Repairing the AZT’s Highline Passage

                      BEFORE                                                                   AFTER

Everyone who has visited the Highline Passage of the Arizona National Scenic Trail over the past few years will remember the blowout that bisected the trail near Geronimo Spring. The chasm has grown deeper and more dangerous with every storm, creating a significant safety hazard for trail users. Thanks to funding from the State of Arizona and a collaborative effort from Bauer Built Trails, American Conservation Experience, Flagline Trails, Tonto National Forest and the Arizona Trail Association – the problem has been fixed!
Using heavy machinery, tons of boulders and soil, downed trees, ingenuity and determination, the crew removed the old metal culvert that was the source of the problem, backfilled the drainage with rocks, and built fresh tread over the top of it. Despite numerous challenges associated with coronavirus and the strict protocols in place for keeping everyone safe while working outdoors, the small crew worked tirelessly on the project for over one week. The end result is impressive and will be a welcome improvement by all trail users who hike, run or ride along the Highline Passage.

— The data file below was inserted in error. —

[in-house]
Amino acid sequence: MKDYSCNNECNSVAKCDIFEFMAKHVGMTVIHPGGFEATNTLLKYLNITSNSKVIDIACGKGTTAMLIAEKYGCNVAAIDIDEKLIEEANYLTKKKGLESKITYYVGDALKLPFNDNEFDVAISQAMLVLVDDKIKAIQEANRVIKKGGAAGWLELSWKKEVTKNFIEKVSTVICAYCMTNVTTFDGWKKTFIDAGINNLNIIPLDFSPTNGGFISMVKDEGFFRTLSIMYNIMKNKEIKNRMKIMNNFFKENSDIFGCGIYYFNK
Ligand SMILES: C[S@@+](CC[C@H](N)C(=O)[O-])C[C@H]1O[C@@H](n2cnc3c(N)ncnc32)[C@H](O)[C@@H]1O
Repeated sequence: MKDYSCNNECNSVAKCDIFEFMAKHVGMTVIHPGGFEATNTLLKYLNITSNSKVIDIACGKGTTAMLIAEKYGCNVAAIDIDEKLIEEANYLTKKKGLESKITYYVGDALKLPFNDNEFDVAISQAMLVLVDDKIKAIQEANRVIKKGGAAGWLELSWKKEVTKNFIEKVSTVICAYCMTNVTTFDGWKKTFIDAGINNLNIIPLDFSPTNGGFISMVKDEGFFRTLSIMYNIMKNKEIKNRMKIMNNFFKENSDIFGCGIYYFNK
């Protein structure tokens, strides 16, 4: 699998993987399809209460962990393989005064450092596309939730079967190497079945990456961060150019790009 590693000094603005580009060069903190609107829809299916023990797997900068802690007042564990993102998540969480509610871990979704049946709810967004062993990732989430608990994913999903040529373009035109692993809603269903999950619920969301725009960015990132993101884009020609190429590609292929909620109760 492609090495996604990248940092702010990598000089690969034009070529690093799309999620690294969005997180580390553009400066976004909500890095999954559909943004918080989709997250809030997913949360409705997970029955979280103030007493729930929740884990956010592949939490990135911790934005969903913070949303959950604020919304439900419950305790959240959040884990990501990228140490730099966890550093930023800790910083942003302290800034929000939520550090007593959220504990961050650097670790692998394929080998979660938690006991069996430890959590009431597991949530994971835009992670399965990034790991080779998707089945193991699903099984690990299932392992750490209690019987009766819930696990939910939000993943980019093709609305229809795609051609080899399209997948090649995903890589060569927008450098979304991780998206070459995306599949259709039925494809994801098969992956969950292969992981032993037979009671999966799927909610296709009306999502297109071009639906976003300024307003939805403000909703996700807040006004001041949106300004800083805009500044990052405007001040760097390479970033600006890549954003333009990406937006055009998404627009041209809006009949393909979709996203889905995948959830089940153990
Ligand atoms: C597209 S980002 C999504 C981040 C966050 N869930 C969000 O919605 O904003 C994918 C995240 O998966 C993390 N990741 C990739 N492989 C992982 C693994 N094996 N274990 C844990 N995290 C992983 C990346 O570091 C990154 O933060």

When tackling problems like the Geronimo Blowout, the Arizona Trail Association aspires to find a solution that will last 50 years or more. We are confident this small but important improvement will stand the test of time.
Funding for this project comes directly from the Arizona Trail State Fund, which the Arizona State Legislature and Governor Ducey approved last year. Please reach out to your State Representatives to let them know you appreciate their support of the Arizona Trail. To find your Legislator, click here.

Thanks for Your Support!

Thanks to you, our Spring Fundraising Campaign was the most successful in recent history. If you donated during the month of April or renewed your membership or business partnership, THANK YOU! With matching funding provided by the Arizona Trail Association’s Board of Directors we raised over $38,000 in one month. This will help sustain our programs, operations and staff during a very challenging time.
Once again, the Arizona Trail community proves it is strong, connected and committed to supporting the organization working hard every day to protect, maintain, enhance, promote and sustain the Arizona Trail as a unique encounter with the land.
If you haven’t donated yet, please do! No amount is too small and every dollar makes a difference. Don’t forget that the CARES Act allows you to deduct donations up to $300 to nonprofit organizations like the ATA, even if you don’t itemize. Consider it an investment in your outdoor recreation future.